Ah Nick Offerman. I love and adore his brand of humor so much as it tends to be much like my own at times. Dry. A bit offensive. Overtly perverted.
This memoir-esque non-fiction tale is best consumed, in my humble opinion, in the audio book form. Why you may ask? Well even if you didn’t ask, I will tell you. For the simple reason that Nick narrates this himself. That’s right, you read correctly dear review reader, Mr. Offerman himself lends his vocal talents and chuckles to make his own work come alive in such a gripping and entertaining way that not only is it delightful to listen to, it is also, dare I say, a treat to the ears.
He mentions that the physical book format has illustrations, which they do as my hubby has a copy that I paged through while listening to the audio, and this is the first time I have come across someone within the book itself stating the differences between the formats. Class act truly.
If you don’t check out the audio, you will also miss out toward the end, the beautiful comedic stylings complete with guitar of Offerman crooning The Rainbow Song.
My husband and I are huge fans of Offerman, having watched his stand-up on Netflix titled the same as this book, and I was pleasantly surprised that this book is nearly an entirely different art form and entity than the stand up routine. I was afraid maybe this was like a novelization of that stand-up, but nay, I was gleefully mistaken.
Offerman goes into detail of his family life and growing up in Illinois, to his adult life of auditioning for roles. He also goes into detail on meeting his wife which seriously is such an ode to his love for her, that it makes you hardcore ship them as a couple and wish them nothing but the best because they are fricken’ adorable. They remind me of what my hubby and I will be like as a couple when we get older and that’s probably the highest compliment I could ever pay anyone ever.
I am rating this as four and a half instead of five for a few minor reasons. None of which have to do with differing opinions on anything, as I do not agree on the red meat eating for example, but differing opinions will never bring down a review rating from me. No, the reasons being just that I found the name-dropping a bit overdone and would have liked a bit more detail on his Parks and Recreation days (as I said, minor reasons).
I really enjoyed chapter two the most out of the entire book (the whole book was pretty great) about religion. I agree with Offerman so much here that I was nodding along as I read and out loud saying “Yes!” and throwing my hands up, like “Preach, Nick, preach!”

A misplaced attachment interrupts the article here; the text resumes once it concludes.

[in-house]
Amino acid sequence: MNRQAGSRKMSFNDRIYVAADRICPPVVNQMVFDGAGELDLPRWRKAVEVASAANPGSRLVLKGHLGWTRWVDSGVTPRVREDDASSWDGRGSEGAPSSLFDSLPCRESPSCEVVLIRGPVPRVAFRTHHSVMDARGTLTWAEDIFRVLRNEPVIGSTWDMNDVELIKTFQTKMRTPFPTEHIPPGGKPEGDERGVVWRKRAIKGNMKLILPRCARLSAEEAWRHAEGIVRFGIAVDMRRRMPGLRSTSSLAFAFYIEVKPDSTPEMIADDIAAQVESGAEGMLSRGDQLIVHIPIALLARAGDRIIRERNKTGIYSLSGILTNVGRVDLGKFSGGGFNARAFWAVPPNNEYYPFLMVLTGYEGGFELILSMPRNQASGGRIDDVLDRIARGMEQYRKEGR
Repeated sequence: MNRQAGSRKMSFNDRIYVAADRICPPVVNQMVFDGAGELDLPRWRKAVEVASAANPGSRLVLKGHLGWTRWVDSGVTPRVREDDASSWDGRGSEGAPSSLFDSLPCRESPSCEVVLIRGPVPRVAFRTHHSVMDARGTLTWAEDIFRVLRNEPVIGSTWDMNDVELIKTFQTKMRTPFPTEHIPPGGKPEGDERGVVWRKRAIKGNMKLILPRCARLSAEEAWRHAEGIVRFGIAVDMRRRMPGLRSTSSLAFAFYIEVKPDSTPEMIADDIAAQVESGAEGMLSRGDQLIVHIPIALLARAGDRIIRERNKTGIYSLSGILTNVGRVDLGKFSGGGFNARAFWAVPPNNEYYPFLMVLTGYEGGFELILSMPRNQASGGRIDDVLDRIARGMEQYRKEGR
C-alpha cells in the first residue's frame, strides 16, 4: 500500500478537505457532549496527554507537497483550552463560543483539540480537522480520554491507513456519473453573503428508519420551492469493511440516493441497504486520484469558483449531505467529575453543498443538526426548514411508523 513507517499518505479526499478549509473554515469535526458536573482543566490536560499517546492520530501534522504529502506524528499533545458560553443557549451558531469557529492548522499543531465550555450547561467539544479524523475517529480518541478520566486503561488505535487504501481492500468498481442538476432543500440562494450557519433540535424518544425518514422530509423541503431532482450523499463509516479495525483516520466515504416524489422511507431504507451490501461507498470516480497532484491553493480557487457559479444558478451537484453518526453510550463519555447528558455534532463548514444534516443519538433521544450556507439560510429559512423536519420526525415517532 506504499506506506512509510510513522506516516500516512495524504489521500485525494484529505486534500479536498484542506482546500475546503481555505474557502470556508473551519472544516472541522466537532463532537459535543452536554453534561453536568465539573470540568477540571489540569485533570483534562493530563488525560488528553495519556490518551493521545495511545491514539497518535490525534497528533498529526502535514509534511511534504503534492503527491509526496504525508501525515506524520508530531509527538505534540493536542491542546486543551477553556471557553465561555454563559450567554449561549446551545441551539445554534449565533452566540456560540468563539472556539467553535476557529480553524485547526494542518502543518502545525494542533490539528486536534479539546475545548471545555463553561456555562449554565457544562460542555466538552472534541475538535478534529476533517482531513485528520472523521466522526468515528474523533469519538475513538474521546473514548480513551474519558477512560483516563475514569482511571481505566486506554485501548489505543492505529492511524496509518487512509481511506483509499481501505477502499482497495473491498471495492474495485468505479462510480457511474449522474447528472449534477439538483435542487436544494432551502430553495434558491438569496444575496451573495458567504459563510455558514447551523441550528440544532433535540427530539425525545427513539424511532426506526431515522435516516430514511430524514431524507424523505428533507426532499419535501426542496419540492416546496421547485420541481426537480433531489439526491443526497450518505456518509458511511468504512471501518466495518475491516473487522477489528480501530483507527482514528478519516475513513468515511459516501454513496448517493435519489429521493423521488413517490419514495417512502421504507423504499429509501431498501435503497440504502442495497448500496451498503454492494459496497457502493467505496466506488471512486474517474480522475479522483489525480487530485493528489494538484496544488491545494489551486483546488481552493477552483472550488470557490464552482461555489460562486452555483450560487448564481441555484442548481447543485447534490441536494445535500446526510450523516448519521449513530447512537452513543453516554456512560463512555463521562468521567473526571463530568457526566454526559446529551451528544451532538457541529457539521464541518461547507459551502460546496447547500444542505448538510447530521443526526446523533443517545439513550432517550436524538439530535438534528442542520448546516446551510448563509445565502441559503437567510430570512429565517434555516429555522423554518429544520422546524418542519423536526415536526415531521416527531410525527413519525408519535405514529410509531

I would very highly recommend this one to anyone looking for dry humor, really intellectual humor, from a truly down-to-earth hard-working guy that just so happens to also be an actor.
Fair warning, Nick Offerman is *not* Ron Swanson. He is his own person and he plays the character of Ron on a television show. So, if you go into this thinking this is going to be written by Ron, I am here to tell you, you will be mistaken. Nick eats vegetables. (Shock!) Don’t project your own crap onto this book. I read some of the reviews dissing on this book and logically, they don’t make any sense to me. Especially the ones from “Christians” saying he is bashing on them. Did we even read the same book?!
However, if you go into this looking for tales written by an actual living breathing person who is self-admittedly not perfect, I believe that you will enjoy this one. These are all of the opinions of one guy. The title itself should clue you in: “Paddle Your Own Canoe: One Man’s Fundamentals for Delicious Living
Growing a perfect moustache, grilling red meat, wooing a woman—who better to deliver this tutelage than the always charming, always manly Nick Offerman, best known as Parks and Recreation’s Ron Swanson? Combining his trademark comic voice and very real expertise in woodworking—he runs his own woodshop—Paddle Your Own Canoe features tales from Offerman’s childhood in small-town Minooka, Illinois—“I grew up literally in the middle of a cornfield”—to his theater days in Chicago, beginnings as a carpenter/actor and the hilarious and magnificent seduction of his now-wife Megan Mullally. It also offers hard-bitten battle strategies in the arenas of manliness, love, style, religion, woodworking, and outdoor recreation, among many other savory entrees.
A mix of amusing anecdotes, opinionated lessons and rants, sprinkled with offbeat gaiety, Paddle Your Own Canoe will not only tickle readers pink but may also rouse them to put down their smart phones, study a few sycamore leaves, and maybe even hand craft (and paddle) their own canoes.